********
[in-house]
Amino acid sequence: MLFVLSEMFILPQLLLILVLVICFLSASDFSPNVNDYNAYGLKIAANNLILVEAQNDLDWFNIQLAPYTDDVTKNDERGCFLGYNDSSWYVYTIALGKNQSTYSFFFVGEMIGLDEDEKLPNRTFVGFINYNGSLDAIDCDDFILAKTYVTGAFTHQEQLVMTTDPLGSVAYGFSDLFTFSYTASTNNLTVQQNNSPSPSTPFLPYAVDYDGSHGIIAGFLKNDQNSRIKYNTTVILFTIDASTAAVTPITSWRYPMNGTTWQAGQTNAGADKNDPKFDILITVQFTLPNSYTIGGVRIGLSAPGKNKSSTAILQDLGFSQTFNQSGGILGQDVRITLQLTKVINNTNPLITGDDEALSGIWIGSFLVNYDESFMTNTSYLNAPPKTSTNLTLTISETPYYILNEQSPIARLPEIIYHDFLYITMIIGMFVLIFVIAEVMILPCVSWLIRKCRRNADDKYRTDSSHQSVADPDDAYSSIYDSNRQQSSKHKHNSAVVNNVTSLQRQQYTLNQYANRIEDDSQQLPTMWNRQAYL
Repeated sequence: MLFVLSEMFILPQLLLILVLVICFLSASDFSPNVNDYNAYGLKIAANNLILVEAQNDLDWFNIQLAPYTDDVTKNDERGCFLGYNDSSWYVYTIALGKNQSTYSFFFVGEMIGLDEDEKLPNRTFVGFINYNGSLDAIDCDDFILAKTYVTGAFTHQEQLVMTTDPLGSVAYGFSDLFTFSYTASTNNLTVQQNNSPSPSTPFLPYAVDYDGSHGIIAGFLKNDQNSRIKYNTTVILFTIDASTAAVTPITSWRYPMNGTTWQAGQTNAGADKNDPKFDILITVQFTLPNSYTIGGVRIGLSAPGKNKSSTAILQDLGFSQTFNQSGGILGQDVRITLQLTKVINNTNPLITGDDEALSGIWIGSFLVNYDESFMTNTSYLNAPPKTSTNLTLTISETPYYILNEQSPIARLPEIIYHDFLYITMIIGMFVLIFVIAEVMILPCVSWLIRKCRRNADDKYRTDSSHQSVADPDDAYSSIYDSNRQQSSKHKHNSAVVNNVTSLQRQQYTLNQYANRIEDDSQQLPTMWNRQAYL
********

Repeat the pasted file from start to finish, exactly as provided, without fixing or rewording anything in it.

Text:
[in-house]
Amino acid sequence: MLFVLSEMFILPQLLLILVLVICFLSASDFSPNVNDYNAYGLKIAANNLILVEAQNDLDWFNIQLAPYTDDVTKNDERGCFLGYNDSSWYVYTIALGKNQSTYSFFFVGEMIGLDEDEKLPNRTFVGFINYNGSLDAIDCDDFILAKTYVTGAFTHQEQLVMTTDPLGSVAYGFSDLFTFSYTASTNNLTVQQNNSPSPSTPFLPYAVDYDGSHGIIAGFLKNDQNSRIKYNTTVILFTIDASTAAVTPITSWRYPMNGTTWQAGQTNAGADKNDPKFDILITVQFTLPNSYTIGGVRIGLSAPGKNKSSTAILQDLGFSQTFNQSGGILGQDVRITLQLTKVINNTNPLITGDDEALSGIWIGSFLVNYDESFMTNTSYLNAPPKTSTNLTLTISETPYYILNEQSPIARLPEIIYHDFLYITMIIGMFVLIFVIAEVMILPCVSWLIRKCRRNADDKYRTDSSHQSVADPDDAYSSIYDSNRQQSSKHKHNSAVVNNVTSLQRQQYTLNQYANRIEDDSQQLPTMWNRQAYL
Repeated sequence: MLFVLSEMFILPQLLLILVLVICFLSASDFSPNVNDYNAYGLKIAANNLILVEAQNDLDWFNIQLAPYTDDVTKNDERGCFLGYNDSSWYVYTIALGKNQSTYSFFFVGEMIGLDEDEKLPNRTFVGFINYNGSLDAIDCDDFILAKTYVTGAFTHQEQLVMTTDPLGSVAYGFSDLFTFSYTASTNNLTVQQNNSPSPSTPFLPYAVDYDGSHGIIAGFLKNDQNSRIKYNTTVILFTIDASTAAVTPITSWRYPMNGTTWQAGQTNAGADKNDPKFDILITVQFTLPNSYTIGGVRIGLSAPGKNKSSTAILQDLGFSQTFNQSGGILGQDVRITLQLTKVINNTNPLITGDDEALSGIWIGSFLVNYDESFMTNTSYLNAPPKTSTNLTLTISETPYYILNEQSPIARLPEIIYHDFLYITMIIGMFVLIFVIAEVMILPCVSWLIRKCRRNADDKYRTDSSHQSVADPDDAYSSIYDSNRQQSSKHKHNSAVVNNVTSLQRQQYTLNQYANRIEDDSQQLPTMWNRQAYL